Posts Tagged ‘Inclusionary Housing’
Acting in response to a cautionary City Attorney’s opinion on a plan to change San Diego’s Inclusionary Zoning Ordinance the City Council has delayed action on a plan brought forward by the Housing Commission. The City Attorney’s opinion was prompted by legal issues raised by the BIA that the changes violate a state appeals court ruling that prohibits inclusionary mandates on rental projects. The Housing Commission sought to amend the current ordinance by changing the ”in-lieu’ fee and require all projects to pay the city unless they volunteered to provide deed restricted units on site. The BIA argued that the amendment amounted to nothing more than a name change and the policy ruled illegal by the courts was still in place.
The City Attorney opinion advises the council that the most prudent route would be to eliminate any language that requires rental projects to conform to inclusionary zoning requirements. City officials will reassess to determine the appropriate course of action.
Your Paper’s coverage of the Oceanside City Council June 22nd action on lowering affordable housing fees as a cost component of new home construction failed to mention a key fact. The article reads as if Council Members Kern, Feller and Felien slashed the $10,375 per home fee mainly as a stimulus measure to jump start construction. While welcome news to 45,000 unemployed members of our industry as a measure of hope, the City had no choice.
The City hired Keyser Marston Associates (“KMA”) to prepare the fee study which would set a legally justified cost factor on a square foot basis. KMA is used by many cities Statewide to set these so-called Inclusionary Housing In-Lieu fees which are paid by new home buyers to subsidize the construction of homes for low – to moderate income families. KMA is required by law to use actual economic data.
KMA’s low fee calculation is the result of a very bad real estate market, record low housing values and low interest rates. Because the fee is pegged to the real market, it goes up and down as the market changes. Opponents to this action can jump up and down all they want. Record high housing affordability in Oceanside means that record low subsidies are needed, especially coming from new home buyers. Affordable housing advocates who work primarily with tax payer subsidies need to wake up to the new reality. Government no longer has funding and new construction which used to pay these fees is at a standstill. A proposed Density Bonus Program which follows state enforced global warming mitigation mandates is the only smart solution on the table. It is ironic that Council Member Esther Sanchez, a global warming believer, has not caught on yet.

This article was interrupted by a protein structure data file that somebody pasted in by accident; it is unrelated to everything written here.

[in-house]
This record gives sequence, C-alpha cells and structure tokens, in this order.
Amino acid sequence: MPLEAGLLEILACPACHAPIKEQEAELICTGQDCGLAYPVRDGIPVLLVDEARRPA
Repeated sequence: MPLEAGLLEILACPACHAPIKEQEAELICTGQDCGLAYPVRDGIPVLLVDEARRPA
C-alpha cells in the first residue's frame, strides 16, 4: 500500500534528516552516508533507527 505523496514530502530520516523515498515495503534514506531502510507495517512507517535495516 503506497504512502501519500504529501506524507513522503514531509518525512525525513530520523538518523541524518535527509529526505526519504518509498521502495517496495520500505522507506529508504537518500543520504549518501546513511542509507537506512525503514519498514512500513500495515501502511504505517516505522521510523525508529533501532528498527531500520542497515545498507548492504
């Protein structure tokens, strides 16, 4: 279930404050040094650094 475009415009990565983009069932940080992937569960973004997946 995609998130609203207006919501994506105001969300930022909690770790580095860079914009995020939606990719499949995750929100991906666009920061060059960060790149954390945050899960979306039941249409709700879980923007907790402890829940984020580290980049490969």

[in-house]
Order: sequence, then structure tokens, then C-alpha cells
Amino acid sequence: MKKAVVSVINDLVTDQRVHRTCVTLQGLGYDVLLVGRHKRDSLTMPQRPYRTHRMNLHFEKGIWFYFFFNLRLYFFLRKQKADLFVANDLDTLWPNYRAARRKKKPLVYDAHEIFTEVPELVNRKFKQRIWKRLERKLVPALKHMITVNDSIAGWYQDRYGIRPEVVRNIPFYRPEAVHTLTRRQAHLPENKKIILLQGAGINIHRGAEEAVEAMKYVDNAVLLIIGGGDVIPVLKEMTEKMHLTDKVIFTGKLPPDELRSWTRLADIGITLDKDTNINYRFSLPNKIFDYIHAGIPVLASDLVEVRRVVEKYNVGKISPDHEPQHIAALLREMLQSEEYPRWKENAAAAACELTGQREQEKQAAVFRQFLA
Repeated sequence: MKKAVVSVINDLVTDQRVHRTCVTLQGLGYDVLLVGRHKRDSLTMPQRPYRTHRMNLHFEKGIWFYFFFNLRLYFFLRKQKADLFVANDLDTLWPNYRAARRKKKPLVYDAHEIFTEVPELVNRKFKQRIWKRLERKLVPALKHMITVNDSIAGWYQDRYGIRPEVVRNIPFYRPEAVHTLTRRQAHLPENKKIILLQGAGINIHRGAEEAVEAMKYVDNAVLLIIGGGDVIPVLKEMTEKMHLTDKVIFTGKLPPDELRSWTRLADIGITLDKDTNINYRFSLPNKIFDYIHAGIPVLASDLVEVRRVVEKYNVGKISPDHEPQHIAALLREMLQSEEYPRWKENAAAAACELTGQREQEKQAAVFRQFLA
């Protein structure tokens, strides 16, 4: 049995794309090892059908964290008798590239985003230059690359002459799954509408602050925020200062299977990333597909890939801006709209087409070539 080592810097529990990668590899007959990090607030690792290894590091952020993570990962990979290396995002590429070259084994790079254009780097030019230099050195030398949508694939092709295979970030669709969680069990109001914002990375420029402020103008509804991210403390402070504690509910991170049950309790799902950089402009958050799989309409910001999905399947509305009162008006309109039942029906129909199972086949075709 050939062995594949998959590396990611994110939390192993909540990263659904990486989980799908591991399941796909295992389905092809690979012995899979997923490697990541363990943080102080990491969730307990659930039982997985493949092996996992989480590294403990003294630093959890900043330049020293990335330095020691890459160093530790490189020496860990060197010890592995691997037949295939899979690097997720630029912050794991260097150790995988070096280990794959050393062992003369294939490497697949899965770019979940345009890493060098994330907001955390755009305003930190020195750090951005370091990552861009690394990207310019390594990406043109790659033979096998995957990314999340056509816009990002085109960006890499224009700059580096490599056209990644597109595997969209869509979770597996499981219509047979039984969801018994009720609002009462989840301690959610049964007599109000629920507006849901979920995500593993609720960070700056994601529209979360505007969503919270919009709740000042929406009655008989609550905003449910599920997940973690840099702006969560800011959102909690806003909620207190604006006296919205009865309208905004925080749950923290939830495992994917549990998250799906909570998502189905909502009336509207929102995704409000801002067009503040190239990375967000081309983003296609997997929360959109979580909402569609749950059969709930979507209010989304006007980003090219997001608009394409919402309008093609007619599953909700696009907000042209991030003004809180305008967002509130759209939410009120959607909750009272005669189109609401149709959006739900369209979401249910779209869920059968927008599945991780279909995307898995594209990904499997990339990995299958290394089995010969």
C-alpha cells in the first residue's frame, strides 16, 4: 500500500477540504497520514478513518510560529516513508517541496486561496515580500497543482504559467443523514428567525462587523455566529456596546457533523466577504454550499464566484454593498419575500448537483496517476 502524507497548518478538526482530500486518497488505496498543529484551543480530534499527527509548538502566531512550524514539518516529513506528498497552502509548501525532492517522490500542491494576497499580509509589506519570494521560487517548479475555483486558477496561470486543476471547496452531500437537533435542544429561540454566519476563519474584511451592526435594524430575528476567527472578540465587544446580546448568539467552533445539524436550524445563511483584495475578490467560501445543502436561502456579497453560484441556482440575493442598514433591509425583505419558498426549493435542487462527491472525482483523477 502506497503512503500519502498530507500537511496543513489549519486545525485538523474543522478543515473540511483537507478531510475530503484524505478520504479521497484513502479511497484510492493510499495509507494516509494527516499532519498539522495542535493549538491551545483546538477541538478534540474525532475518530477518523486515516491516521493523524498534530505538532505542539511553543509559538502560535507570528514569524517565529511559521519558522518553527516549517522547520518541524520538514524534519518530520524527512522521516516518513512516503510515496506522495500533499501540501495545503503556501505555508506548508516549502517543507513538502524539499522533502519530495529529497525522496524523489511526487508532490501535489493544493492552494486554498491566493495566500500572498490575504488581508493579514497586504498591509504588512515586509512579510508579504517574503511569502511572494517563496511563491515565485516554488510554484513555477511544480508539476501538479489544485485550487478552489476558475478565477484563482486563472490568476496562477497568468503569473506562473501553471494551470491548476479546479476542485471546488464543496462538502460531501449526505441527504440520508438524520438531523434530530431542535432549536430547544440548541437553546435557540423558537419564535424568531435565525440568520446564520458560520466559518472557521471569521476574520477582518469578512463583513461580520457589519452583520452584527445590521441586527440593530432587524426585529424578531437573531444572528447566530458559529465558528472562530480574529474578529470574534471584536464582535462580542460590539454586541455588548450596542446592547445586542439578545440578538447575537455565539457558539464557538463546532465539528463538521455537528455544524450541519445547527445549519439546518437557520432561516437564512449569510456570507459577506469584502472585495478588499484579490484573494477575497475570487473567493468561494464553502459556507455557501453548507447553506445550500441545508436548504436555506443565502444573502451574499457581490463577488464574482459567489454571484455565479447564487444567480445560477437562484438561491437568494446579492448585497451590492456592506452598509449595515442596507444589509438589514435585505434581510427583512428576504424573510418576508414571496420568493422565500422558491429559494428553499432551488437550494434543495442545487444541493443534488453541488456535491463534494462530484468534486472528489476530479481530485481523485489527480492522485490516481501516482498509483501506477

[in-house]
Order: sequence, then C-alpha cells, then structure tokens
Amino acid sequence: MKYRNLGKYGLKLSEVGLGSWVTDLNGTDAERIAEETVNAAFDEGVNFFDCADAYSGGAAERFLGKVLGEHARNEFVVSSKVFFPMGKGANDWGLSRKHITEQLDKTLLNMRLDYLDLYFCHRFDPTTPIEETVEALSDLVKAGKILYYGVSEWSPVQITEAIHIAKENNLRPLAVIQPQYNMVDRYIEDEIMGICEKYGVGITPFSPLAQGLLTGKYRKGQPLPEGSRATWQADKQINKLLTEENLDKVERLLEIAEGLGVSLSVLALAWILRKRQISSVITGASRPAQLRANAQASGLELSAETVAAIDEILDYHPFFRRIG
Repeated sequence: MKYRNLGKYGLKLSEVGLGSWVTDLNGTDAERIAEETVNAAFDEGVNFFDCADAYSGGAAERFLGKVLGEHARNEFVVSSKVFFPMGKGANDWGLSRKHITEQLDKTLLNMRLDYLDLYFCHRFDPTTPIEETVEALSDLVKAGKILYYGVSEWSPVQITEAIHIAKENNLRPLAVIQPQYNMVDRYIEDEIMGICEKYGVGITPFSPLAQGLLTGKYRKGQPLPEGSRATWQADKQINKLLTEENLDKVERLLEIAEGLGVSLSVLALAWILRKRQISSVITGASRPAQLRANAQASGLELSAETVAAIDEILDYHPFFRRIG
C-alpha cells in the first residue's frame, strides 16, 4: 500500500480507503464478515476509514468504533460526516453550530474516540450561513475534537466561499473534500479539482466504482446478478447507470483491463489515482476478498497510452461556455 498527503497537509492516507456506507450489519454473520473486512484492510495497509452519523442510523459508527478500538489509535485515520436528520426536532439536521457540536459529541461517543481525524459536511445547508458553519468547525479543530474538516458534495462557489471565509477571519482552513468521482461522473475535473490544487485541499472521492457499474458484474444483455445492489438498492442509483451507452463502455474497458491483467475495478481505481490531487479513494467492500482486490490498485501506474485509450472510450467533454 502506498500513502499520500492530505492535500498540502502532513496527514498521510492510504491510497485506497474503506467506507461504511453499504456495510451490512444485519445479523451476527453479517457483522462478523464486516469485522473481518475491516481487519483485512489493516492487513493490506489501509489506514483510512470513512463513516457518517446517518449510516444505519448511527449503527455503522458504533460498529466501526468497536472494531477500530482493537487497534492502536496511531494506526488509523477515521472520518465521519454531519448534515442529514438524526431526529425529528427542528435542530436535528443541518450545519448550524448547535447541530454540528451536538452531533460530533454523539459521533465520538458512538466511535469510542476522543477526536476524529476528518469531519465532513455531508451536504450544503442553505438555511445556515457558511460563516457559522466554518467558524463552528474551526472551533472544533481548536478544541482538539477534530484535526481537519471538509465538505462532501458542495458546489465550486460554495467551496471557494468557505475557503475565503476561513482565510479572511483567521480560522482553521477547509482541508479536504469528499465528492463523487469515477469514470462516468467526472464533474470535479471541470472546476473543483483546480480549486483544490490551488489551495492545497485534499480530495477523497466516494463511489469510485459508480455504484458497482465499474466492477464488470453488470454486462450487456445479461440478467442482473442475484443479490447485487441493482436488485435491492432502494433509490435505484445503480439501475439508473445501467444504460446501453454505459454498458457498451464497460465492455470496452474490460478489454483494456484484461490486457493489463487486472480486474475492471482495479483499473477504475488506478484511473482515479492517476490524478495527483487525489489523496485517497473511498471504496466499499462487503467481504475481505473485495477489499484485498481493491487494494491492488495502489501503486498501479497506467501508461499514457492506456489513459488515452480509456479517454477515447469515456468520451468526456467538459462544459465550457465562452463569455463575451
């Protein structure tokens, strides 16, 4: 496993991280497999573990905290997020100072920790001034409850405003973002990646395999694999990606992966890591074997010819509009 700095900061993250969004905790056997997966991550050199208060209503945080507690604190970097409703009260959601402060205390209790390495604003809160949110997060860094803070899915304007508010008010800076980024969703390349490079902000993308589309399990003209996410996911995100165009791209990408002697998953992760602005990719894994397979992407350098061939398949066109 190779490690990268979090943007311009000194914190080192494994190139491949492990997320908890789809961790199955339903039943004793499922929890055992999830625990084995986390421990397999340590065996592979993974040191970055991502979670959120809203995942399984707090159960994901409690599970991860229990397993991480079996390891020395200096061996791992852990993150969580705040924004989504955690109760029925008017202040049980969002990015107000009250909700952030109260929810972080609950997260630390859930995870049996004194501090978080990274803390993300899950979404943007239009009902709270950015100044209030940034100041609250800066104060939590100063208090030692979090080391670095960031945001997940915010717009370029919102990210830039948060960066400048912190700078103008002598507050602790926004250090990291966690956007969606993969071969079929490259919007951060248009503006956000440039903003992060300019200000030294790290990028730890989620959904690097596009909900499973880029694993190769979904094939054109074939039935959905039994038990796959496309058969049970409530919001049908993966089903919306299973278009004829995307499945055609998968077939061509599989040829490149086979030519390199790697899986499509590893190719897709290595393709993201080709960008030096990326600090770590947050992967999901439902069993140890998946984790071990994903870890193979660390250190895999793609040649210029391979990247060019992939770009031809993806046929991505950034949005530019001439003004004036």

The City of San Diego Land Use and Housing Committee spent the afternoon reviewing changes to its Inclusionary Zoning Ordinance that require builders to provide a portion of their housing units to low income households or pay an ‘in-lieu fee’ to the Housing Commission. The changes were developed in response to a Los Angeles court case that successfully argued that requiring Inclusionary Zoning mandates on rental units violated state law.
Housing Commission staff testified that in order to get around the court ruling the city should no longer offer an ‘in-lieu fee” and instead require everyone to pay an ‘Affordable Housing Fee.” Any applicant who wishes to voluntarily provide 10% of their units to low income families would be granted a waiver from the fee.
The BIA expressed serious concern over the apparent fast-tracking of the ordinance and the 20% fee increase if the changes were adopted. The BIA also urged committee members to require the Housing Commission to meet with industry representatives to review the draft changes in more detail.
The committee took no action on the proposed changes and decided to forward it to the Planning Commission without recommendation. They also directed the Commission to meet with the BIA and other interested stakeholders prior to any council action.
The Oceanside City Council voted to eliminate its inclusionary zoning mandate saying the current program is ineffective, punitive and impedes job creation. The twenty-year-old mandate requires builders to either include low income housing in their projects or pay what Councilman Jerry Kern and others called a ‘housing tax’ in excess of $10,000 for every home built. That cost is ultimately paid by new home buyers and can exceed $40 thousand when financed over the life of a 30-year mortgage.
The BIA and other home building representatives testified that the housing tax makes potential projects economically infeasible forcing them to delay construction and preventing job creation. A majority of the council agreed pointing out that construction activity in Oceanside is at historic lows and unemployment remains in double digits.
The council cited the fact that the program has produce only 240 homes in 20 years which Kern called seriously flawed and inefficient.
The motion, which passed on a 3 – 1 vote with Councilmember Sanchez voting no, will end the current program and replace it with a series of incentives and regulatory reforms designed to make low income housing more economically feasible to build. The BIA will join with other stakeholders to develop the new affordable housing incentive program.